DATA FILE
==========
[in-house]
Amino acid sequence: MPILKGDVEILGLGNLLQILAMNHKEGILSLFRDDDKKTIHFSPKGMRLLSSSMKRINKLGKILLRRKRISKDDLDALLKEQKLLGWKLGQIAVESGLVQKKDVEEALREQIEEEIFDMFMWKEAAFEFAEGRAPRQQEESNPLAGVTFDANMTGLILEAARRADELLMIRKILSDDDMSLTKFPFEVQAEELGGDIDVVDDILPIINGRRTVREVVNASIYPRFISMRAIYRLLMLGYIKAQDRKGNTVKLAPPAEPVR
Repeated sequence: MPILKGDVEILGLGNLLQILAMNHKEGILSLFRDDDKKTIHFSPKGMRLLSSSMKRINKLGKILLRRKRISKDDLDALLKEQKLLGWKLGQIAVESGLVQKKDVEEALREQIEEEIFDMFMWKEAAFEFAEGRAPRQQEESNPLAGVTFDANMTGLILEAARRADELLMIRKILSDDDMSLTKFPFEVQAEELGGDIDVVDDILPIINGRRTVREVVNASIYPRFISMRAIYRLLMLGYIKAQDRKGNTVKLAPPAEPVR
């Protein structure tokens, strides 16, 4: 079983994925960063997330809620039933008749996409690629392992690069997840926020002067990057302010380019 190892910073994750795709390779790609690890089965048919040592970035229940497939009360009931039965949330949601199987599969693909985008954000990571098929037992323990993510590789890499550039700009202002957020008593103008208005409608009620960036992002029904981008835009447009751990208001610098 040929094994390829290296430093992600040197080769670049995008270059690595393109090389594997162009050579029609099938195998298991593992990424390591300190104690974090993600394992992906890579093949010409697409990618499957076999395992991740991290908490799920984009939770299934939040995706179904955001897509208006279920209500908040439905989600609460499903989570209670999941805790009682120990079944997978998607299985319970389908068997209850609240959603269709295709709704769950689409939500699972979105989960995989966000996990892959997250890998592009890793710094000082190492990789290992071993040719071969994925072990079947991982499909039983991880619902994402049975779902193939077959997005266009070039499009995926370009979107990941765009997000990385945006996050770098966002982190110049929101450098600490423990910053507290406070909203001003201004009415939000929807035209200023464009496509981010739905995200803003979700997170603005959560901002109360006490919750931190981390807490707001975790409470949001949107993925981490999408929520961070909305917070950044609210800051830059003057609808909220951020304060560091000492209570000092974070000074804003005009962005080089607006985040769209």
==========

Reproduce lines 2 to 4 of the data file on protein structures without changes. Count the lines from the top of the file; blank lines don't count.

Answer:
Amino acid sequence: MPILKGDVEILGLGNLLQILAMNHKEGILSLFRDDDKKTIHFSPKGMRLLSSSMKRINKLGKILLRRKRISKDDLDALLKEQKLLGWKLGQIAVESGLVQKKDVEEALREQIEEEIFDMFMWKEAAFEFAEGRAPRQQEESNPLAGVTFDANMTGLILEAARRADELLMIRKILSDDDMSLTKFPFEVQAEELGGDIDVVDDILPIINGRRTVREVVNASIYPRFISMRAIYRLLMLGYIKAQDRKGNTVKLAPPAEPVR
Repeated sequence: MPILKGDVEILGLGNLLQILAMNHKEGILSLFRDDDKKTIHFSPKGMRLLSSSMKRINKLGKILLRRKRISKDDLDALLKEQKLLGWKLGQIAVESGLVQKKDVEEALREQIEEEIFDMFMWKEAAFEFAEGRAPRQQEESNPLAGVTFDANMTGLILEAARRADELLMIRKILSDDDMSLTKFPFEVQAEELGGDIDVVDDILPIINGRRTVREVVNASIYPRFISMRAIYRLLMLGYIKAQDRKGNTVKLAPPAEPVR
């Protein structure tokens, strides 16, 4: 079983994925960063997330809620039933008749996409690629392992690069997840926020002067990057302010380019 190892910073994750795709390779790609690890089965048919040592970035229940497939009360009931039965949330949601199987599969693909985008954000990571098929037992323990993510590789890499550039700009202002957020008593103008208005409608009620960036992002029904981008835009447009751990208001610098 040929094994390829290296430093992600040197080769670049995008270059690595393109090389594997162009050579029609099938195998298991593992990424390591300190104690974090993600394992992906890579093949010409697409990618499957076999395992991740991290908490799920984009939770299934939040995706179904955001897509208006279920209500908040439905989600609460499903989570209670999941805790009682120990079944997978998607299985319970389908068997209850609240959603269709295709709704769950689409939500699972979105989960995989966000996990892959997250890998592009890793710094000082190492990789290992071993040719071969994925072990079947991982499909039983991880619902994402049975779902193939077959997005266009070039499009995926370009979107990941765009997000990385945006996050770098966002982190110049929101450098600490423990910053507290406070909203001003201004009415939000929807035209200023464009496509981010739905995200803003979700997170603005959560901002109360006490919750931190981390807490707001975790409470949001949107993925981490999408929520961070909305917070950044609210800051830059003057609808909220951020304060560091000492209570000092974070000074804003005009962005080089607006985040769209």